The Rally Stag is here primarily for the replacement of that pesky diff. It is to be fitted with one of our New Crown Wheel and Pinion units. The next trip for #RallyStag is a less onerous one, as they take it on the Three-Castles Welsh Classic Trial - 1st to 4th June. With trials over three days covering about 500 miles. Each day starts from the beautiful seaside town of Llandudno. It looks like a most civilised way to enjoy your Stag.
On the Spare Parts front we are pleased to have secured a great deal from our supplier and can now offer aluminium radiators at the same high quality but for a vastly reduced priced of £360 plus VAT. That’s a whopping £70 cheaper than previously. So there’s never been a better time for that upgrade!
This time last year we had in our advert news about the preparation of Phil and Kieron’s Rally Stag. Well since then it went, it saw, and it came back from the most epic journey across America. And now it’s been to the NEC Classic Car Show too, where it was received with joy, ore and wonder. The team from the Stag Owners Club did a fantastic job with the stand, with amazing back-drop photos and welcoming and informative volunteers. They were also inspiring the next generation of Stag owners by inviting the young people to have a sit in the driver’s seat of the Rally Stag. It was great for us to be invited to contribute on the Sunday, answering questions about the Rally Stag with Phil and Kieron.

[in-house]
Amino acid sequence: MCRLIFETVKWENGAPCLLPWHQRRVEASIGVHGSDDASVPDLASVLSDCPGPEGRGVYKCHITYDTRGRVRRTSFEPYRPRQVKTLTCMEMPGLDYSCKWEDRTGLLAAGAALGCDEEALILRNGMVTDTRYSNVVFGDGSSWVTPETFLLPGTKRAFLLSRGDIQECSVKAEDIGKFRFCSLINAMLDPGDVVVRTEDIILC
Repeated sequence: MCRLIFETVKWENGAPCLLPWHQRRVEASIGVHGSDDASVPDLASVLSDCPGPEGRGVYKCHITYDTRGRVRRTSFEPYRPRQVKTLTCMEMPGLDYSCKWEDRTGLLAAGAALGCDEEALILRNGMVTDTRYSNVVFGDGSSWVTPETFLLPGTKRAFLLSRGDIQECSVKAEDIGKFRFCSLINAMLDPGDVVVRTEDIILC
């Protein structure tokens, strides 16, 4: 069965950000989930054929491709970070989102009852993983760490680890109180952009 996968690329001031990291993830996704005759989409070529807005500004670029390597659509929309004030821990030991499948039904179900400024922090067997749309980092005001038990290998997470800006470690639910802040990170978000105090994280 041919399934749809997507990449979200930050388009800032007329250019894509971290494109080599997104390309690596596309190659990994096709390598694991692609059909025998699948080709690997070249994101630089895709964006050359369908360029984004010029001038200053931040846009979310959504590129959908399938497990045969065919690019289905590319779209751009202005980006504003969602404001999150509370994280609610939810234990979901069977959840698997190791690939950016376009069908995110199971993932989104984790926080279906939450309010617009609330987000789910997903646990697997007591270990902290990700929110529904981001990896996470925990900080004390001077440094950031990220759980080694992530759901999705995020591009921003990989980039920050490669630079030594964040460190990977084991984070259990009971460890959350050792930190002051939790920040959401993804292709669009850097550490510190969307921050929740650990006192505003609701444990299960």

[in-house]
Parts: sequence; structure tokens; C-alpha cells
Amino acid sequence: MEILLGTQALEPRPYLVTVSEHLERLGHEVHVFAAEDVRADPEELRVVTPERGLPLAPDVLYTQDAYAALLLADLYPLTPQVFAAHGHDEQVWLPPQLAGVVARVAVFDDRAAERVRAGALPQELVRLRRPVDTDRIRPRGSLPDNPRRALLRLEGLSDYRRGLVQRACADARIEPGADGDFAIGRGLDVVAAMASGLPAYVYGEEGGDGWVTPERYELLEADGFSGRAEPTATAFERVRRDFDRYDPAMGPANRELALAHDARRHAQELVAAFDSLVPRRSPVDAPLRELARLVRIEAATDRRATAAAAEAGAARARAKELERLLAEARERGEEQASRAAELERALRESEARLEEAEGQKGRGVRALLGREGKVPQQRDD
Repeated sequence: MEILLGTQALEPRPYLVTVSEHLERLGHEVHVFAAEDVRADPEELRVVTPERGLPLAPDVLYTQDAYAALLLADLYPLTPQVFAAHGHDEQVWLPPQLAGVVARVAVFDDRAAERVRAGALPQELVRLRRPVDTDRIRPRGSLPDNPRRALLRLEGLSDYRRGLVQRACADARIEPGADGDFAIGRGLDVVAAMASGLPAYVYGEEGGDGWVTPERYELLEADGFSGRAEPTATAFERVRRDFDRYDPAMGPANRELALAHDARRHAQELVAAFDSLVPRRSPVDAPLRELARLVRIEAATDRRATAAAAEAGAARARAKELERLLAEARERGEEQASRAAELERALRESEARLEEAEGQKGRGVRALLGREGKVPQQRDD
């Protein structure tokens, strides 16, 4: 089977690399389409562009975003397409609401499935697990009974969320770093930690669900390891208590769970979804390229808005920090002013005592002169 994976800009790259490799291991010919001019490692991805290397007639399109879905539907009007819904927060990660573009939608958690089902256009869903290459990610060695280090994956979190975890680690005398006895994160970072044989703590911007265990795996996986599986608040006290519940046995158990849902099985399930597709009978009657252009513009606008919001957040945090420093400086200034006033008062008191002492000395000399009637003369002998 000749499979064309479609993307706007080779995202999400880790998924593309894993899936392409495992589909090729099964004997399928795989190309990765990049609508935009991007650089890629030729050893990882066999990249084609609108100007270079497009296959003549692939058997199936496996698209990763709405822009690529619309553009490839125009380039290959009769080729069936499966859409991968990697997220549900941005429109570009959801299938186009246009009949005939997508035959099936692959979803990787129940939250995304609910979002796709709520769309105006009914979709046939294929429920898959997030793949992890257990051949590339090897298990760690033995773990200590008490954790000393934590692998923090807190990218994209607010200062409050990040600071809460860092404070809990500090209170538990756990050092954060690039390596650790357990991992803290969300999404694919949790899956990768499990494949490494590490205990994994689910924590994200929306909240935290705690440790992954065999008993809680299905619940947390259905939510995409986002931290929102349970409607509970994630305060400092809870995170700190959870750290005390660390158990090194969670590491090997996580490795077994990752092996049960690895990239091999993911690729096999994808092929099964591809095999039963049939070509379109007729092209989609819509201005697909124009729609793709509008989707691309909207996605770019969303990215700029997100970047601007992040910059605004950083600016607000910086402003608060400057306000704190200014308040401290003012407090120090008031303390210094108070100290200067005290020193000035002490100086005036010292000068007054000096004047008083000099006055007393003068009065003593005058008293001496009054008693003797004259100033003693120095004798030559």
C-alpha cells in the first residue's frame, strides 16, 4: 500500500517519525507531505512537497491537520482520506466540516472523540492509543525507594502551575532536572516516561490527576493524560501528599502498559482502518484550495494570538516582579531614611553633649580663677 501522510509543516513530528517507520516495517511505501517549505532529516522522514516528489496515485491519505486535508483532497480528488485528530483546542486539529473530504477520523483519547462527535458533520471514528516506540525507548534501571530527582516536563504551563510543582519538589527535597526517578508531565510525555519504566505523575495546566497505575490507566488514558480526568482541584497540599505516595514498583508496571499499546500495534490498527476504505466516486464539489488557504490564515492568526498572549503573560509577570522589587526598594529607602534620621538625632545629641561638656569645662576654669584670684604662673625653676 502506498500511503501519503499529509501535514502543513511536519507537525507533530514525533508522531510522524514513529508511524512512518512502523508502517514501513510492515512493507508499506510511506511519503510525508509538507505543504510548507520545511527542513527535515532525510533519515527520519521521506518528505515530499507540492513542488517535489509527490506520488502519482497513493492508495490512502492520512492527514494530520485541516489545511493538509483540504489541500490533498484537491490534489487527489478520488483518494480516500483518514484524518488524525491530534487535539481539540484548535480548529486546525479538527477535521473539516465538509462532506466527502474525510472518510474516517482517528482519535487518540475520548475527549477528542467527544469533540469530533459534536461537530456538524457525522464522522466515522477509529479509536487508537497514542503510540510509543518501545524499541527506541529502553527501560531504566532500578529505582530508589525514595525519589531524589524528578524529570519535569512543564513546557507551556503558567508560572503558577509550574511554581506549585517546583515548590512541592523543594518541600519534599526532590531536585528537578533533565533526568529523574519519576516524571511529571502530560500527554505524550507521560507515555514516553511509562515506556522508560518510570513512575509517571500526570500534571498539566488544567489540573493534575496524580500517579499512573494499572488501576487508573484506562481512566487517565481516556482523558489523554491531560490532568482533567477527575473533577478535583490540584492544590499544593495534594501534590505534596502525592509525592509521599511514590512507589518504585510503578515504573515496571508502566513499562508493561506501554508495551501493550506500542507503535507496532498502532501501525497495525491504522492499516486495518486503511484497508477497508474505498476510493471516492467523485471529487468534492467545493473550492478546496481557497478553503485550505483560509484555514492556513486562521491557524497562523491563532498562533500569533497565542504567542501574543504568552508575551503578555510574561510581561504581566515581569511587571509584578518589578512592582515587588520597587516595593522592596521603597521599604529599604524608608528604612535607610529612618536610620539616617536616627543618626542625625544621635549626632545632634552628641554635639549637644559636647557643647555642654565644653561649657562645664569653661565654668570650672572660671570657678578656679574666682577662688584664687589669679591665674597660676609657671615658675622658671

In the workshop Mick has been continuing with the welding to the Stag from Scotland. The passenger side is now welded up, with the welding left to do on replacing the front inner wheel arch and also the replacement of both front wings. It is then in the queue for the paint booth.